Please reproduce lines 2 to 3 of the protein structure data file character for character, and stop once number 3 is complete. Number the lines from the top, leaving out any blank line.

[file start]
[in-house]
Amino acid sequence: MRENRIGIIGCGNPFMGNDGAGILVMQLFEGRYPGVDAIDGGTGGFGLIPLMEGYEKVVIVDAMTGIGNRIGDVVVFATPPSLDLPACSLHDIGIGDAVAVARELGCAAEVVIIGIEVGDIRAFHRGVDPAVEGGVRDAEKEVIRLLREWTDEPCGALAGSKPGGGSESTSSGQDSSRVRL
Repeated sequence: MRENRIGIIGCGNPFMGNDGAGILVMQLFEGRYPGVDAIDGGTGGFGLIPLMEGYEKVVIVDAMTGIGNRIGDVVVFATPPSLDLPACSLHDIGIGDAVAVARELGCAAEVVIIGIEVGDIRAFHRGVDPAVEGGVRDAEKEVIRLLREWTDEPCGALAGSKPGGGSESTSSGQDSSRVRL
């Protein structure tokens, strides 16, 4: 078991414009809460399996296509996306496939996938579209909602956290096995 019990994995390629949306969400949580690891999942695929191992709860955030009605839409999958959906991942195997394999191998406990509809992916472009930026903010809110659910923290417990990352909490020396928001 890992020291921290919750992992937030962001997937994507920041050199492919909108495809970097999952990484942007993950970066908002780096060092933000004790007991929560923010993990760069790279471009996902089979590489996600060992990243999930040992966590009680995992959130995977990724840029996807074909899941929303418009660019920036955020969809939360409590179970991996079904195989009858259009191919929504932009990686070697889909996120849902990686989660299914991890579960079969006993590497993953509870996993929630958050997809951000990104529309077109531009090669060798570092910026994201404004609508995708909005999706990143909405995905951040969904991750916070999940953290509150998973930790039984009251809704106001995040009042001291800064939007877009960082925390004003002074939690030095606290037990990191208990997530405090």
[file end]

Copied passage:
Amino acid sequence: MRENRIGIIGCGNPFMGNDGAGILVMQLFEGRYPGVDAIDGGTGGFGLIPLMEGYEKVVIVDAMTGIGNRIGDVVVFATPPSLDLPACSLHDIGIGDAVAVARELGCAAEVVIIGIEVGDIRAFHRGVDPAVEGGVRDAEKEVIRLLREWTDEPCGALAGSKPGGGSESTSSGQDSSRVRL
Repeated sequence: MRENRIGIIGCGNPFMGNDGAGILVMQLFEGRYPGVDAIDGGTGGFGLIPLMEGYEKVVIVDAMTGIGNRIGDVVVFATPPSLDLPACSLHDIGIGDAVAVARELGCAAEVVIIGIEVGDIRAFHRGVDPAVEGGVRDAEKEVIRLLREWTDEPCGALAGSKPGGGSESTSSGQDSSRVRL